THE FASHION SKELETONS IN BRITISH WARDROBES WORTH £13 BILLION

–         The average British woman has £504 of unwanted clothing in their wardrobes
–         17% hold onto them for sentimental reasons, while 18% do so in the hope of fitting into them again
–         92% are wanting to dispose of them in an ethical way
–         The appetite for second hand clothing has increased 19% in 2 years

AS THE appetite for more sustainable fashion practices grows, new research has revealed that British women’s wardrobes are bursting with over £13 billion worth of unwanted clothes.

According to a survey released to mark the launch of Patatam.co.uk, which aims to encourage more ethical shopping habits by buying and selling on Brits’ quality preloved clothing by high street brands, the average British woman has approximately £504 worth of unwanted items in their wardrobe.

British women are currently holding onto approximately 13 items which they either no longer want or fit into, worth an average of £36.

The research suggested that – for many – hoarding clothes in this way is often due to sentimental factors, with more than 1 in 6 (17%) saying old clothes will remind them of a specific place, person or experience.

And almost 1 in 5 (18%) say they will hold onto items which no longer fit in the hope that they will eventually be able to squeeze back into them.

However, the research shows that awareness of more responsible fashion practices are growing – as 92% said they’d prefer to sell these kinds of items on to someone else, rather than simply throwing them away.

But for many, not having the time to do so or not wanting to deal with members of the public puts them off.

This news comes as an estimated 235 million items of unwanted clothing went to landfill in 2017, and a growing number of services – like Patatam – are being established to avoid this, and make selling on clothing easier than ever before.

Appetite for second hand clothing is also increasing – as Patatam’s research found more women than ever are willing to shop more responsibly, with 64% saying they’d happily buy second hand and preloved items, up from 45% in 2016.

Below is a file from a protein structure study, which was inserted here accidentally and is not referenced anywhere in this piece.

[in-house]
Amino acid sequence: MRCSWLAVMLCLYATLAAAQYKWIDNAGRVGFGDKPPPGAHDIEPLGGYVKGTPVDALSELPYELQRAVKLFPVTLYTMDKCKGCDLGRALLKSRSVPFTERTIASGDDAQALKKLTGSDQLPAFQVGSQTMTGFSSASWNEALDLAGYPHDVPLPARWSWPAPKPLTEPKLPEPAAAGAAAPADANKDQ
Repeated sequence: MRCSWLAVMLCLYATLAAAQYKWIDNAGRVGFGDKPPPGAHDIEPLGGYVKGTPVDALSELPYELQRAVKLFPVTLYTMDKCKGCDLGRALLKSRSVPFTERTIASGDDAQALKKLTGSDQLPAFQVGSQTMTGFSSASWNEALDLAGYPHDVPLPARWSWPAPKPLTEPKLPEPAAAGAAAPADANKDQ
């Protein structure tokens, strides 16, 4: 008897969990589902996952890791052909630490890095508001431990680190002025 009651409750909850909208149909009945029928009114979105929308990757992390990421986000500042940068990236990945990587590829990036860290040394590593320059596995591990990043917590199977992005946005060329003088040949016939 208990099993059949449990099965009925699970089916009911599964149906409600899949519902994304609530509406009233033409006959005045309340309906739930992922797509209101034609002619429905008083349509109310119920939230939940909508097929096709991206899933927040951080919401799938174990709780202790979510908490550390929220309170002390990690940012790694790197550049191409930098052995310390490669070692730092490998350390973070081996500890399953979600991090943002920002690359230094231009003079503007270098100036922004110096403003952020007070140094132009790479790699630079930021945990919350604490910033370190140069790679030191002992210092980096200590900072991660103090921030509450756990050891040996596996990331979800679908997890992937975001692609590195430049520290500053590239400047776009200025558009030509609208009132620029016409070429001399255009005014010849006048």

Eric Gagnaire, managing director at Patatam.co.uk said: “It’s amazing to see just how much money British women have sat in their wardrobes, in the form of clothing which they no longer want. But what is incredible just how much appetite there is to ensure that they are getting rid of these in a responsible way – by selling, donating or passing them on to others who can enjoy them – rather than simply throwing them away. This is great news and shows just how much the tide is shifting. Even Marie Kondo champions this more responsible way of having wardrobe clear outs!

“Services like Patatam make making money from the quality, unwanted clothing in our wardrobes easier than ever – there’s no need to deal with customer service or take responsibility for finding a buyer yourself, you can simply send it to us, receive the money and we’ll handle it from there.”

Patatam provides quality pre-loved women’s and children’s clothing at prices 70% less than the high street, via its website. Consumers can also sell their quality, preloved clothing directly to Patatam using its free Patabag service, with no fuss.

Patatam offers free delivery in 48 hours, £2 next day delivery, free returns and a no minimum spend on orders.

For more information or to order a Patabag, please visit www.patatam.co.uk

ENDS

For media information, interviews or images, please contact PR Agency One:

Hollie Tanker at PR Agency One E: hollie@pragencyone.co.uk T: 0161 871 9140

Abigail Outhwaite at PR Agency One E: Abigail@pragencyone.co.uk T: 0161 871 9140 M: 07791 357 625

James Crawford at PR Agency One E: james@pragencyone.co.uk T: 0161 871 9140 M: 07793 441 686

NOTES TO EDITORS

ABOUT PATATAM

Patatam was founded in 2013 in France. 

Patatam provides quality pre-loved women’s and children’s clothing at prices 70% less than the high street, via its website.

All clothing comes with free 48 hour delivery service, £2 next day delivery service, free returns and no minimum spend on orders to make ethical shopping more convenient that ever. 

Patatam clothes are sourced from charity shops, housing clearance centres and from the public using Patatam’s Patabag service, which allows the public to resell clothes from a selection of high street stores to Patatam without having to handle the sale themselves.

The business aims to reduce clothing waste in the UK by providing an online platform from which consumers can give clothes a second life or buy preloved clothes.

For more information visit www.patatam.co.uk

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